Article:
Chinese officials in Karamay have banned the wearing of the hijab, niqab, burqa and “youths with long beards” from public transport until the end of a local sports event.
The prohibition on the Islamic dress code would last until 20 August.
In a report by the Karamay Daily, which was carried by national media outlets, officials listed “five types of people” who would be banned from public transport.
They are Muslims wearing headscarves (hijab), veils (niqab), burqas, clothes with the star and crescent moon symbol, and “youths with long beards”.
“Passengers who do not co-operate, particularly the ‘five types of people’, will be reported to the police,” said the report, which added that all commuters would be subject to bag checks.
“The security measures will ensure social stability and protect the lives, property and safety of citizens of all races,” said the report.
The province of Xinjiang, which is home to the Muslim Uighurs, has witnessed an increase in violence in recent months.
The latest unrest in Xinjiang took place on 28 July in Yarkant County, also known as Shache.
Chinese state-run news agency Xinhua said a group armed with knives and axes stormed a police station and government offices. It said 37 civilians and 59 attackers were killed
But a Uighur human rights group has disputed that account, saying that police had opened fire on people protesting against a Ramadan crackdown on Muslims.
Reports surfaced last month that government departments in Xinjiang were banning Muslim staff from fasting during Ramadan.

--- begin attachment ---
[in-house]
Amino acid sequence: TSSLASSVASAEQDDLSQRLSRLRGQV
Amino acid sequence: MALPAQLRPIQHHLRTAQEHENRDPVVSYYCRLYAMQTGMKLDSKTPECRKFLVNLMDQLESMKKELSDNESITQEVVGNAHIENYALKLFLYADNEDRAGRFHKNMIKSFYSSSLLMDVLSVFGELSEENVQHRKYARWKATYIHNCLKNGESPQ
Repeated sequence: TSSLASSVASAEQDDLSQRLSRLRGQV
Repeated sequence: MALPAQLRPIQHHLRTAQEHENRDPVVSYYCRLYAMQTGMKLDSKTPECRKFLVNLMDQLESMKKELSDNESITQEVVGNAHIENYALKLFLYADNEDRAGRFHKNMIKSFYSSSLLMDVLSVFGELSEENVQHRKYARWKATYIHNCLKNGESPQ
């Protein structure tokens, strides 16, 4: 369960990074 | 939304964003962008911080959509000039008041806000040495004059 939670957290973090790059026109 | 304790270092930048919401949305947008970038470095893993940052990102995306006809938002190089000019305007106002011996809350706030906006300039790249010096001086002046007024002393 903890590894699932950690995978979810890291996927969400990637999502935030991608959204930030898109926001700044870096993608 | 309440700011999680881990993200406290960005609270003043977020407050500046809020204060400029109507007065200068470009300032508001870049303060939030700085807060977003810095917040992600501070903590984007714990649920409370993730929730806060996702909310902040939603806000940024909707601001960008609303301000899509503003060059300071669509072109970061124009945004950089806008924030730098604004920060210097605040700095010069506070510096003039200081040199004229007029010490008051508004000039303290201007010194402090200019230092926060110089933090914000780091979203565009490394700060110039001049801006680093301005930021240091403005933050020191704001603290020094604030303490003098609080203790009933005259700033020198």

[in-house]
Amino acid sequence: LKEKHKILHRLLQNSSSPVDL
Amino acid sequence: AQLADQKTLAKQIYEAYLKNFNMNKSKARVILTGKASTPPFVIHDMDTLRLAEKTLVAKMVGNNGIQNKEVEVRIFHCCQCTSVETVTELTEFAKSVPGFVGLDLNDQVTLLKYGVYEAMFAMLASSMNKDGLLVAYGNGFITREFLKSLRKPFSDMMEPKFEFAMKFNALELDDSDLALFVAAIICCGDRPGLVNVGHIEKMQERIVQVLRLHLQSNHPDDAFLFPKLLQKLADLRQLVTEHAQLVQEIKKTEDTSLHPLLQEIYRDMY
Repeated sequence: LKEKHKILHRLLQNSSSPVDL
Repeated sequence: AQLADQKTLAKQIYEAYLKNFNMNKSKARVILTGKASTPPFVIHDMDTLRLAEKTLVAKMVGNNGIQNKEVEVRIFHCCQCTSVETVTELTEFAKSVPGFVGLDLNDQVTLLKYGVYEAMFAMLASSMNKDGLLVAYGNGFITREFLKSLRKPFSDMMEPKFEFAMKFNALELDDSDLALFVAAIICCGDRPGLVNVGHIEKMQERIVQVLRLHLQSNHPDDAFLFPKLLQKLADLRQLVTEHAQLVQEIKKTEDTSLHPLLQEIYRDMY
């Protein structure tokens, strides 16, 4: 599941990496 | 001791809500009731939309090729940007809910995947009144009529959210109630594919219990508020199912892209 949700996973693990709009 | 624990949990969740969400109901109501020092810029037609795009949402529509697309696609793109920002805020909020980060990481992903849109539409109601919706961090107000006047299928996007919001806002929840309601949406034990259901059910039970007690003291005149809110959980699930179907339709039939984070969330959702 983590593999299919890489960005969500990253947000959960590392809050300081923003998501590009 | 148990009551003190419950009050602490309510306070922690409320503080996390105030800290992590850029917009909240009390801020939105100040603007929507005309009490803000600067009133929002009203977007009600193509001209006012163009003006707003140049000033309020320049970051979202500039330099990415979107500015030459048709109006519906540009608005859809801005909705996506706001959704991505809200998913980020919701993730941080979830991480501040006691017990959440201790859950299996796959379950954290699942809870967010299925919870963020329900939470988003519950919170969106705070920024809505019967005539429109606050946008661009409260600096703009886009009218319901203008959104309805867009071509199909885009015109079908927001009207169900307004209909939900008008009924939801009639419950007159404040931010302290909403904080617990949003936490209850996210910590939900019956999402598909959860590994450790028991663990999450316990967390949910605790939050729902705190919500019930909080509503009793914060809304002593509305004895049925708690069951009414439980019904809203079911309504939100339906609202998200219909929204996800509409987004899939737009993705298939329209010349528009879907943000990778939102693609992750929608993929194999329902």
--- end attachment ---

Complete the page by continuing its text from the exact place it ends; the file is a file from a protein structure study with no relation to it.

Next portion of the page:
Xinjiang comprises a large part of western China and is rich in oil reserves and gold mines.
It has a Muslim majority population, most of whom are Uighurs of Turkic origin. They speak the Turkic-Uighur language and are culturally distinct from the Han Chinese.
Muslim presence in China dates back centuries. There are even reports of Sa’ad ibn Abi Waqas (ra), a relative and companion of the Prophet Muhammad (saw), travelling to China and inviting the Chinese emperor to Islam. The Great Mosque of Guangzhou, which still exists today, is thought to have been built by Sa’ad (ra).
Muslim presence in China was relatively calm until the Manchu (Qing) dynasty began persecuting Muslims for their religion. The Muslims rebelled against the Manchu government a number of times but the rebellions were brutally crushed.
Matters got worse under the Communist government of Mao Zhedong when Islam was specifically targeted, many mosques and Islamic schools were closed and Muslims were tortured and killed.
Although the current Chinese government claims to offer fair and equal treatment to its Muslim population, Muslims in Xinjiang have been victims of systemic discrimination and persecution for some years now.
The government has clamped down on the Uighur’s religious practices under the guise of “fighting extremism”.
However, the deadliest violence that occurred in recent times in Xinjiang was in 2009 that led to the death of over 150 people and more than a thousand being injured.
Many Muslims have disappeared since then and their families are still being harassed by security forces.
Campaigners for Uighur rights have said China’s policies towards the ethnic group in Xinjiang are repressive.